Dr. Herb Grover

This Little Light of Mine…

Creation Care Week 2013 – Day 4

Our theme for the week has been “This Little Light of Mine.”  Today, let’s like to look at the “Little” part, little things that can be really important.  Most of us are fond of little things… got any of these gadgets?  Amazing inventions – and many of them put out some pretty cool light!  What happens, though, when the light goes out and you get a new one?  Where does the old gadget go?                                           


All too often, these little things end up in these little hands                       

Which is a problem, because these little gadgets have little bits of very toxic substances such as these…

Found as solder on printed circuit boards and in television and computer monitor glass

Lead can cause damage to the central and peripheral nervous systems, blood systems, and kidneys in humans. Lead has also been shown to have severely negative effects on fetal development and on nursing infants.

Found in all fluorescent lamps, printed circuit boards, laptops and LCD screen backlights

Mercury in lakes and rivers converts to methylated mercury in sediments. The toxin can then accumulate in living organisms and travel up the food chain. Mercury can adversely affect a baby's growing brain and nervous system. Adults can suffer organ damage, mental impairment, and a variety of other symptoms.

Found in chip resistors and semiconductors

Cadmium and several cadmium-containing compounds are carcinogens that can induce various types of cancer. Cadmium can also accumulate in, and harm, the kidneys.

Brominated Flame Retardants (BFRs)
Found in printed circuit boards and some plastics

Less is known about BFRs than some other contaminants, but research has shown that these toxins may increase the risk of cancer (digestive and lymph systems) or cause endocrine disruption.

Source of table:

These little things actually add up to a not-so-little problem.  According to a report by the Nicholas School of the Environment at Duke University, “In the United States, 3 million tons of e-waste (computers, printers, phones, cameras, televisions, refrigerators, etc.) is produced every year.  Globally, e-waste generation is growing by 40 million tons per year.  This is equivalent to filling around 15,000 football fields six feet deep with waste!”   Much of this waste is dumped in landfills that are not designed to contain the toxins, allowing our land and water to be contaminated.   Other pieces are shipped overseas, illegally, to countries with lax safety regulations.  “Workers at e-waste sites are usually migrants from extremely poor areas and are often children.  They have little to no access to gloves or face masks and are often too desperate for work or uniformed to care about the health risks.  Workers at e-waste sites are prone to skin rashes, cancer, weakening of the immune system, and respiratory, nerve, kidney, and brain damage.  In China’s Guiyu region, workers have extremely high levels of toxic fire retardants in their bodies and over 80% of the children already have lead poisoning.”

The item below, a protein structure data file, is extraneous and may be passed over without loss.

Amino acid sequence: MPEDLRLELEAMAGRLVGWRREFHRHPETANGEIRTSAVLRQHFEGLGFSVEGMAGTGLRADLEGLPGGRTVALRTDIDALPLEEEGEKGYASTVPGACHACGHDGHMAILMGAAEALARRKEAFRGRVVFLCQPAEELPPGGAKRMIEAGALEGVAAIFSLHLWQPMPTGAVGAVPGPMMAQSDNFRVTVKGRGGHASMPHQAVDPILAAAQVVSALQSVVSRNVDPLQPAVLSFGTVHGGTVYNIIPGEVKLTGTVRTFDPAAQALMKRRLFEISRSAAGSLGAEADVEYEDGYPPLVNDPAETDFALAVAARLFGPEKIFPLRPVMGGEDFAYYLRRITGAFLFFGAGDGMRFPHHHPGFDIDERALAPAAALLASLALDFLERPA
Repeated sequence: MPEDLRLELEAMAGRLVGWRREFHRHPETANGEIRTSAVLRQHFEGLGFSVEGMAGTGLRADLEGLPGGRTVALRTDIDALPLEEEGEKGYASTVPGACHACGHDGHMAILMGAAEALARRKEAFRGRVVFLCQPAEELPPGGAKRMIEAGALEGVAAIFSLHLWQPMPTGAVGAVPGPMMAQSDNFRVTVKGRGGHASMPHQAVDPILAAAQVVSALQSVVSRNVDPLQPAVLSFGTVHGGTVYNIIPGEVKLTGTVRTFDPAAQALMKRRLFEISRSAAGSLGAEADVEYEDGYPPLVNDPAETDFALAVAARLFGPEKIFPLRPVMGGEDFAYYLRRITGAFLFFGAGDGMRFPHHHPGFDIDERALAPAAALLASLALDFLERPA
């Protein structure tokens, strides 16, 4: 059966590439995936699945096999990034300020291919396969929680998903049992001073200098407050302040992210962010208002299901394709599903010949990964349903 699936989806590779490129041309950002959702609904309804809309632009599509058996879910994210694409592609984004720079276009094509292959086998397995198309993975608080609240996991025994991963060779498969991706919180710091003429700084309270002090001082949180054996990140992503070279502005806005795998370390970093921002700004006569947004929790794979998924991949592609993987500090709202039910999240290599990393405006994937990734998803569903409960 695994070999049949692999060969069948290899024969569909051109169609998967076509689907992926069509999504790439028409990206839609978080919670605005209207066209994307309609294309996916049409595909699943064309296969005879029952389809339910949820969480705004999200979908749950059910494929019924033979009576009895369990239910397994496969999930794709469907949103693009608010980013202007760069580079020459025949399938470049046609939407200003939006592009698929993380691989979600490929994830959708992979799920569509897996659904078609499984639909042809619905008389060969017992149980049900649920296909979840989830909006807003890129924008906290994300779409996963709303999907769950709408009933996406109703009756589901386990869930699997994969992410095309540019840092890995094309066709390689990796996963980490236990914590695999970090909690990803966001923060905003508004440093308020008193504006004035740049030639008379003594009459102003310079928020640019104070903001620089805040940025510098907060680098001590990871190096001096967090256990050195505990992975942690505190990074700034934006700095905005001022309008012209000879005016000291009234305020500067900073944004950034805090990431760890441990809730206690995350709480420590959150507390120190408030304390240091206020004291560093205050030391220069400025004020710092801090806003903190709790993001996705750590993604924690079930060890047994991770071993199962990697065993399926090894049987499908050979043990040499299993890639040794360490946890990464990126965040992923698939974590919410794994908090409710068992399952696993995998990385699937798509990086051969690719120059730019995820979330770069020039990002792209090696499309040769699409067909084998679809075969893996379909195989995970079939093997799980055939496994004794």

The biggest impact falls on the ‘least of these’

Matthew 25 37“Then the righteous will answer him, ‘Lord, when did we see you hungry and feed you, or thirsty and give you something to drink? 38When did we see you a stranger and invite you in, or needing clothes and clothe you? 39When did we see you sick or in prison and go to visit you?’

40“The King will reply, ‘Truly I tell you, whatever you did for one of the least of these brothers and sisters of mine, you did for me.’ (NIV)

Don’t despair, though!    A little action can make a big difference.    Make an easy commitment to collect your electronics and find a reputable recycling program.    Let’s make it really easy – Wayland’s ENACTUS student group is sponsoring an electronics recycling day – this Saturday morning from 9 - 12!   

- Peter Bowen

Creation Care Week 2013 – Day 5

For the beauty of the earth, for the glory of the skies,

For the love which from our birth over and around us lies;

Christ our God, to Thee we raise this our hymn of grateful praise.


For the wonder of each hour of the day and of the night,

Hill and vale, and tree and flower, sun and moon and stars of light;

Christ our God, to Thee we raise this our hymn of grateful praise.


These are the first two stanzas from the Pierpont hymn “For the Beauty of the Earth” based on the chorale by Kocher.


As Wayland focuses on Creation Care and environmental stewardship it is appropriate to remember the beauty of creation. The works of creation declare God’s authority and presence. We have been given an incredible trust as stewards of this world. Our care of creation reflects our relationship to God as this was one of mankind’s first responsibilities (Genesis 1-2) Creation Care can become a vibrant part of our declaration of the good news of Christ.


Paul writes in Romans 1:20, “For since the creation of the world God's invisible qualities--his eternal power and divine nature--have been clearly seen, being understood from what has been made, so that men are without excuse.” The Psalmist pens in Psalm 19:1, “The heavens declare the glory of God; the skies proclaim the work of his hands.” Job states, “Surely I spoke of things I did not understand, things too wonderful for me to know,” in response to the wonders of God’s creative acts. (Job 42:3)


Take time as we enter the holiday season to consider the wonders of creation. If possible, be alone with God in the midst of nature and reflects on His care and provision. Give thanks and live thankfully as we care for creation together.




Micheal Summers